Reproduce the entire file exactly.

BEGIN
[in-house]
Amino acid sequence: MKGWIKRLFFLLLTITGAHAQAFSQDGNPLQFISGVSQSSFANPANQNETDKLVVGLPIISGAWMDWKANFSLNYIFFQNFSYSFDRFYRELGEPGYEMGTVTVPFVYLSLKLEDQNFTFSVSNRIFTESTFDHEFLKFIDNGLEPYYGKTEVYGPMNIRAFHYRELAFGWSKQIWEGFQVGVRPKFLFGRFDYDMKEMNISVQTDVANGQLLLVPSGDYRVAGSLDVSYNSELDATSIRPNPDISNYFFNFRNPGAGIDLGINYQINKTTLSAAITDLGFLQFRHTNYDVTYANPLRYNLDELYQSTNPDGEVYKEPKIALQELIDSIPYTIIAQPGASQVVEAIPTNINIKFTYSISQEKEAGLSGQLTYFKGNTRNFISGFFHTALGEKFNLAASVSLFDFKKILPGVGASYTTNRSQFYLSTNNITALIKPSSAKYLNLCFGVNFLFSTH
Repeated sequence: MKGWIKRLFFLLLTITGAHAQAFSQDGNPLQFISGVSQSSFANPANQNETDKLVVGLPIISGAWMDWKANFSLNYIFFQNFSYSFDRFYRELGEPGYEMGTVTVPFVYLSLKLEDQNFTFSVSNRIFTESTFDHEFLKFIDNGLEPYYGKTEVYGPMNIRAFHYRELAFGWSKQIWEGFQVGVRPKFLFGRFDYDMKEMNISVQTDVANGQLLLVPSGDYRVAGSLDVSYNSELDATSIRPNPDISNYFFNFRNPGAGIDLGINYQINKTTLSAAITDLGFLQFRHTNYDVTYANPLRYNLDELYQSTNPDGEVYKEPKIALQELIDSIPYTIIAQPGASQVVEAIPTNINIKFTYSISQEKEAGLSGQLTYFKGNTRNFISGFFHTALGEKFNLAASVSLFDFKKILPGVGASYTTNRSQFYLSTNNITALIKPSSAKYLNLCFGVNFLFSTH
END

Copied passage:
[in-house]
Amino acid sequence: MKGWIKRLFFLLLTITGAHAQAFSQDGNPLQFISGVSQSSFANPANQNETDKLVVGLPIISGAWMDWKANFSLNYIFFQNFSYSFDRFYRELGEPGYEMGTVTVPFVYLSLKLEDQNFTFSVSNRIFTESTFDHEFLKFIDNGLEPYYGKTEVYGPMNIRAFHYRELAFGWSKQIWEGFQVGVRPKFLFGRFDYDMKEMNISVQTDVANGQLLLVPSGDYRVAGSLDVSYNSELDATSIRPNPDISNYFFNFRNPGAGIDLGINYQINKTTLSAAITDLGFLQFRHTNYDVTYANPLRYNLDELYQSTNPDGEVYKEPKIALQELIDSIPYTIIAQPGASQVVEAIPTNINIKFTYSISQEKEAGLSGQLTYFKGNTRNFISGFFHTALGEKFNLAASVSLFDFKKILPGVGASYTTNRSQFYLSTNNITALIKPSSAKYLNLCFGVNFLFSTH
Repeated sequence: MKGWIKRLFFLLLTITGAHAQAFSQDGNPLQFISGVSQSSFANPANQNETDKLVVGLPIISGAWMDWKANFSLNYIFFQNFSYSFDRFYRELGEPGYEMGTVTVPFVYLSLKLEDQNFTFSVSNRIFTESTFDHEFLKFIDNGLEPYYGKTEVYGPMNIRAFHYRELAFGWSKQIWEGFQVGVRPKFLFGRFDYDMKEMNISVQTDVANGQLLLVPSGDYRVAGSLDVSYNSELDATSIRPNPDISNYFFNFRNPGAGIDLGINYQINKTTLSAAITDLGFLQFRHTNYDVTYANPLRYNLDELYQSTNPDGEVYKEPKIALQELIDSIPYTIIAQPGASQVVEAIPTNINIKFTYSISQEKEAGLSGQLTYFKGNTRNFISGFFHTALGEKFNLAASVSLFDFKKILPGVGASYTTNRSQFYLSTNNITALIKPSSAKYLNLCFGVNFLFSTH